The whole Task Bar thing strikes me as a blatent copy of the Dock, which most Linux systems and other OSes (like Chrome OS) have also "stolen" as a design motif. But there was nothing inherently wrong with the Task Bar, the Start Menu has had it's ups and downs (Windows 8 was a low point), but Windows 10 was manageable (I still like Windows 7, but I do now have everything pinned to Windows 10 that I use so it's OK now).

    Change for changes sake isn't good. Make it the default, force users into it even upon upgrade. But make it configurable back to the old way if you want. Like Windows 10, I think some of these "hard stances" will soften after user revolt occurs when Windows 11 goes "to the public"

  3. ghostrider

    Is it just me or is 11 looking more and more like ChromeOS these days? There are some striking similarities!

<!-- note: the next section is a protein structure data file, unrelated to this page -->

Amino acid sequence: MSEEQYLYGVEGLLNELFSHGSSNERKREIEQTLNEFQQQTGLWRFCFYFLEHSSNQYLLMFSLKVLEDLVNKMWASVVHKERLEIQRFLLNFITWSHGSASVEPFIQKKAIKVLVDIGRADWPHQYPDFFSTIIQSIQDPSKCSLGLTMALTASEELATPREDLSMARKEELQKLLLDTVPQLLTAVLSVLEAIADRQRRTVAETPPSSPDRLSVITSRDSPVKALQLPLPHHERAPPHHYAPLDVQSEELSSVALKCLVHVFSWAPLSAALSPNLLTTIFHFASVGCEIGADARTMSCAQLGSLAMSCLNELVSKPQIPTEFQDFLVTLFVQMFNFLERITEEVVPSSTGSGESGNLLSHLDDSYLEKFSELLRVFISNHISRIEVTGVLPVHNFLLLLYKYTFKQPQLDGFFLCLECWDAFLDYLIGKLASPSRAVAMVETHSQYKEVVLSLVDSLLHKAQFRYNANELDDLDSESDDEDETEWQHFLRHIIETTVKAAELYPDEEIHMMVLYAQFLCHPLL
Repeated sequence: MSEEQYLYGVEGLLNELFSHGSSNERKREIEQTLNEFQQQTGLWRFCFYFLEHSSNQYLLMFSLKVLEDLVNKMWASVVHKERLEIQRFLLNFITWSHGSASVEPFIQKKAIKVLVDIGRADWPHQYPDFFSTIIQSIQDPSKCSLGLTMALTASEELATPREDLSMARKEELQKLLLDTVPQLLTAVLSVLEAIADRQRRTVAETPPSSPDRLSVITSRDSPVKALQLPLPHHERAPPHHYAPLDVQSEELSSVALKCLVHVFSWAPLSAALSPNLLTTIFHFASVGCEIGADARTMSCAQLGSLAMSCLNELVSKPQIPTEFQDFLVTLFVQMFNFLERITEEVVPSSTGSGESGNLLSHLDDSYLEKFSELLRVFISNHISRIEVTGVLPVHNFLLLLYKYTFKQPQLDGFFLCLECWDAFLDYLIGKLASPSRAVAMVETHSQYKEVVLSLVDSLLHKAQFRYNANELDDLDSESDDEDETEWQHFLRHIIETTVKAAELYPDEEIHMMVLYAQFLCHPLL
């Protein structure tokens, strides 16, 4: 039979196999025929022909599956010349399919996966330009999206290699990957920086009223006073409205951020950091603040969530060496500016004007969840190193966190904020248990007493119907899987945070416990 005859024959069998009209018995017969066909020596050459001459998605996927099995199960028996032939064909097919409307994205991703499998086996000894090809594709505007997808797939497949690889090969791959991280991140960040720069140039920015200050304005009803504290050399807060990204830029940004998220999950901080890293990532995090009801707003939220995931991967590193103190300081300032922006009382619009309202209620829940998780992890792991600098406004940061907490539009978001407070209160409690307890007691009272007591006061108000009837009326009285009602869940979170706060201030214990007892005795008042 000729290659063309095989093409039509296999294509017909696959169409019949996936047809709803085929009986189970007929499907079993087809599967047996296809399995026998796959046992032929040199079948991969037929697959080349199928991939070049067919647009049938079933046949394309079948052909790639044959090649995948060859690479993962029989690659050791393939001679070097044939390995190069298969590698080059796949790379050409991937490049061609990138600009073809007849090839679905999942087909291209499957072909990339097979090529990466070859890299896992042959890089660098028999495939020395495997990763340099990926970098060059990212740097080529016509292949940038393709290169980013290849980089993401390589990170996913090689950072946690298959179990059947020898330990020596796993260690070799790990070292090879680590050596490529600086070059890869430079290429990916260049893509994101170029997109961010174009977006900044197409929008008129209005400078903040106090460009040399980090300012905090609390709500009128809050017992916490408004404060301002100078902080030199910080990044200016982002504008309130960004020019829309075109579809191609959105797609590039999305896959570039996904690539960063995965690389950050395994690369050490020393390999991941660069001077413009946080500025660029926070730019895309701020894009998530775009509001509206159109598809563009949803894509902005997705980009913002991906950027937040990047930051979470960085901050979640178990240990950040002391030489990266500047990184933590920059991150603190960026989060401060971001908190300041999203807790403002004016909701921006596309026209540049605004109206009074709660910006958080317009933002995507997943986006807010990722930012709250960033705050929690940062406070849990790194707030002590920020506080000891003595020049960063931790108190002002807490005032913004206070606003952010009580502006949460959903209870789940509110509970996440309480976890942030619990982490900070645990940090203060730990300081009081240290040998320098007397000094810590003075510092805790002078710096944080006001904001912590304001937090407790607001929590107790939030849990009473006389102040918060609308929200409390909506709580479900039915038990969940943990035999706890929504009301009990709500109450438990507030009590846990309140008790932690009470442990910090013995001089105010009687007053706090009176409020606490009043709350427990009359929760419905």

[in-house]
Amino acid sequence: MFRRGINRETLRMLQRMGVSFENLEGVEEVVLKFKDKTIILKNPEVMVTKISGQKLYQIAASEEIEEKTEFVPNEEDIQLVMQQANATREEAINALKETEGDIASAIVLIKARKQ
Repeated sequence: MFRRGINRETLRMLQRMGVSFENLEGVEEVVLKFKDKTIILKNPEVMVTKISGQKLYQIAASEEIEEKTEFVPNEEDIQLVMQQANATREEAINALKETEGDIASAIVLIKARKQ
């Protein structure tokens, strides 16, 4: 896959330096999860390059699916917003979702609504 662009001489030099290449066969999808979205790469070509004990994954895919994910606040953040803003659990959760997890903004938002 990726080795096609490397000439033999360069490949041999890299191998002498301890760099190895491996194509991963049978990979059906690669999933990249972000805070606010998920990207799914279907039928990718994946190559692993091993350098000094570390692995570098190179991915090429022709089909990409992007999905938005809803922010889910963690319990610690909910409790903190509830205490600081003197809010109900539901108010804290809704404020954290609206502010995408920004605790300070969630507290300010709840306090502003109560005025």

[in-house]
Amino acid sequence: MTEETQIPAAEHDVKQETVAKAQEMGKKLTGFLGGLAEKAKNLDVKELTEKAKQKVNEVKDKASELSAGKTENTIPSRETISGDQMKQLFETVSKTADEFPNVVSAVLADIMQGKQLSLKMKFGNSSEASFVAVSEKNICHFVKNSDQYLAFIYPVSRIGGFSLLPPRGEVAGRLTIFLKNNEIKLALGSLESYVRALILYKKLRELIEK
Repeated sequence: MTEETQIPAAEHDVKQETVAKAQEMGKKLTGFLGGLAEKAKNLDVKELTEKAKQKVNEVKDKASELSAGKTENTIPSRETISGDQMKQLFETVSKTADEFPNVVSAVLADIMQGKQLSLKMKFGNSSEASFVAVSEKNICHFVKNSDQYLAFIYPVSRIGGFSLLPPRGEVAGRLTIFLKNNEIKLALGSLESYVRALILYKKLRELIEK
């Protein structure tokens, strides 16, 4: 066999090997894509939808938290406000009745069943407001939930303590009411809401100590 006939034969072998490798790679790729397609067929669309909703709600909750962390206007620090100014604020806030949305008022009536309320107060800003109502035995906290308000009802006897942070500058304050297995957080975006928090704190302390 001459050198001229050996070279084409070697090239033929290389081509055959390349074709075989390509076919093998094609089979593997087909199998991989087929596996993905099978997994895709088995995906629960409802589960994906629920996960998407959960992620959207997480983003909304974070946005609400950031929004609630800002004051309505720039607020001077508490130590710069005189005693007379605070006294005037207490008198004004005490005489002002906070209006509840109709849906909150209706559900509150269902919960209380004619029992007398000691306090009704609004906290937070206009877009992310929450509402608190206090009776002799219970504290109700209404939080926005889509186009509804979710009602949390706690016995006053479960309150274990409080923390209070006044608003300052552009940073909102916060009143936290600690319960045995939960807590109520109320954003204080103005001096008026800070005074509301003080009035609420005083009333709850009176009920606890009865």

4. Pierre Masse

    I thought there would be a phase in Release Preview before they ship. I guess that won't happen.

    • taswinfan

      Probabaly issues with the differences between windows 11 and 10. Release preview is basically reserved for win 10 it seems now. Might change after official release who knows.

  5. waethorn

    Parallels will have to either keep the price of PD Pro low, or they’ll have to port the vTPM feature in the standard edition to allow Windows 11 to run on at least x86 hardware, otherwise Microsoft will have damaged their business model with their direction changes for Windows 11.

  6. crunchyfrog

    I'd hate to be working on Microsoft's Windows team right now. They probably have everyone chained to their desk in a basement until the code is finalized.

    • lvthunder

      They are probably mostly working from home. I know if I were working 20 hours a day I'd want to be doing that from home.

  7. StagyarZilDoggo

    I can't believe they're actually going to ship this thing with the stupid dual context menus in Explorer, where the new-style menu's last item opens the old-style menu. Whoever thought this was a good idea should be taken out back and slapped with a rolled-up Volkswagen.

    • bassoprofundo